Archive for December, 2010


Wednesday, December 1st, 2010

Halford is a Rob Halford of Judas Priest fame solo project. Made Of Metal is the fourth Halford record. The awful truth is I have never been a huge Judas Priest fan. Although I greatly appreciate and understand their commitment and contributions to the genre, outside of a handful of great songs the bulk of their catalog never really took with me. So as you can imagine I was not in a big hurry to listen to Made Of Metal. As promised I did my best to be objective and rate this record on its own merits.

It was to my delight and slight amazement that I found this record not only full of great tracks but also very different from Judas Priest. The first major difference is the feeling of fun that permeates this record from start to finish. (The title track seems to be a Nascar love song?!!)  I don’t know if Rob Halford feels no pressure when it’s not an official Judas Priest  record (Let’s be honest: Priest brings in the moolah), but Halford does not seem trapped by boundaries here. The songs range from hard metal to stadium rock and a nice touch of pop thrown in.

Fire And Ice may well be one of my favorite songs of the year in any category. It soars with metal fury while maintaining a fantastic pop chorus. Speed Of Sound has the feel of an old Iron Maiden track (which of course is always a good thing) while Till The Day I Die has a cool steel slide guitar blues thing running through it.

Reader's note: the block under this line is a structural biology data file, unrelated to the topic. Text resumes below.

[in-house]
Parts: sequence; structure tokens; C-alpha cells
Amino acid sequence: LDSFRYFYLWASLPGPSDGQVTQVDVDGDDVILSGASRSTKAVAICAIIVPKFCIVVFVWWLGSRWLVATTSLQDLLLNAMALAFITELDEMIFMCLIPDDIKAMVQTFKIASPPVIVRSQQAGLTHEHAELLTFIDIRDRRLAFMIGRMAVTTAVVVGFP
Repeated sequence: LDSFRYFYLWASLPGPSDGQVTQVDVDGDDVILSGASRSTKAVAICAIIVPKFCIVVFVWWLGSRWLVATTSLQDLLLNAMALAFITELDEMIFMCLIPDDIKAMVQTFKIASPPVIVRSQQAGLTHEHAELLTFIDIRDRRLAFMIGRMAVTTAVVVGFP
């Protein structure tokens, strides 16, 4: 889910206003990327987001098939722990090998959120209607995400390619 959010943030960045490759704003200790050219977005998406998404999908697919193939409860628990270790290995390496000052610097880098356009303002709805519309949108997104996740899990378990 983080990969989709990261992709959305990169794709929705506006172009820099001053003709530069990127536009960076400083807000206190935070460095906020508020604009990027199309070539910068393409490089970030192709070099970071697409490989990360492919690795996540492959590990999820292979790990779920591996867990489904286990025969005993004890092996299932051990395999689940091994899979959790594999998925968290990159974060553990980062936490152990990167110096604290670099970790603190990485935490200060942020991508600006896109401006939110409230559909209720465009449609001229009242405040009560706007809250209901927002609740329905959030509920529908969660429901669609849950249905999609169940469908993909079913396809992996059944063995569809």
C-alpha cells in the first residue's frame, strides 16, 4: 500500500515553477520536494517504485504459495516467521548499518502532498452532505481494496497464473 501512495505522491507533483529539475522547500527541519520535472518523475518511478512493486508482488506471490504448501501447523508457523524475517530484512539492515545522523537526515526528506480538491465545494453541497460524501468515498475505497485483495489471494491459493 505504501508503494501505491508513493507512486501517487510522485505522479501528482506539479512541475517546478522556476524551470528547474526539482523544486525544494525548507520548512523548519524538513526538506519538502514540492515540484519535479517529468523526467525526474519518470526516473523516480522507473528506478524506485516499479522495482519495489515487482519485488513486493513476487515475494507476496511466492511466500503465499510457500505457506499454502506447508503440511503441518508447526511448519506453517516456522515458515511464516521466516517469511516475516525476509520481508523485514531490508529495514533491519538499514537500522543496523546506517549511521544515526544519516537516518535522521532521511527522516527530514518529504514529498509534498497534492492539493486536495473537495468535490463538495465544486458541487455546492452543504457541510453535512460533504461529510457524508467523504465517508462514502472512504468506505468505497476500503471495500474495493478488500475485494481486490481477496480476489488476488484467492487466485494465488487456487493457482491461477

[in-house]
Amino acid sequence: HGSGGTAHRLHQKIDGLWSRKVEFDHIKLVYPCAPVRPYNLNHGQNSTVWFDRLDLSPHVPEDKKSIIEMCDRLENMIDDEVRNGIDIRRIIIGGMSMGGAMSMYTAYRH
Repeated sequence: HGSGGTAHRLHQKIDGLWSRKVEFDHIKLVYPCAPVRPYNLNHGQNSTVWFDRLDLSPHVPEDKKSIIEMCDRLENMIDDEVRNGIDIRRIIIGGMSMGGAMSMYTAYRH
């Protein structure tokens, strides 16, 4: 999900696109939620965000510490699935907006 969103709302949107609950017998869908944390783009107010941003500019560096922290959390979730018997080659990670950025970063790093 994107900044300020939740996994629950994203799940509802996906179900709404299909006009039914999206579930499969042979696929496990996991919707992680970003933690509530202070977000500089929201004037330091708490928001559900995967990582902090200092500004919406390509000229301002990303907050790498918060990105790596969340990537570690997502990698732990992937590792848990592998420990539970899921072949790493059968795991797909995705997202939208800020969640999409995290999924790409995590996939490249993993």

Speaking of guitar, Roy Z and of course the great Metal Mike Chlasciak are in full guitar blitz on this record with riffs aplenty as well as mind-bending ripping solos (check Undisputed) that would please any metal fan. Mike Davis keeps the beat locked down with Bobby Jarzombek pounding the drums (check out the killer drum intro on Hell Razor). Again changing styles, the very moody mid-tempo We Own The Night blends metal guitars with soaring vocals and pretty (if somewhat buried) piano. This song is perfect example of how far out of the Priest world this record is, and it is my second fave for sure. Twenty-Five Years is a seven minute ballad that stretches the capacity of Halford’s vocals, which is proof positive that he still has amazing power and range.

The only thing that this record lacks is a strong continuity, which I think is what is appealing to Rob Halford. He gets to do whatever he wants and although it causes some flow issues, the pay-off is worth it; because as I mentioned there is a sense of fun. When a band (and singer) is having fun writing and recording, it shows on the final product.

Going forward to Halford 5 I would wish for more of the mid-tempo hard rock with pop sensibility throughout, to give it a focus that Made Of Metal lacks. Metal fans will be happy but not blown away. Hard rock fans will be happy at times but will lament at the lack of Priest type songs. (Need I remind you that the last Judas Priest record was a double disc concept record based on the life of Nostradamus… and that it wasn’t very good… not even in a Spinal Tap way… Must I go there?… I thought not.) So let’s keep it real. This is not an amazing record, but it has amazing moments and is a really good effort, and I think it is a very relevant accomplishment in the book of Rob Halford. I was never a true fan of Judas Priest but I now can consider myself a fan of Halford. Huh… who knew.

3.5 (out of 5)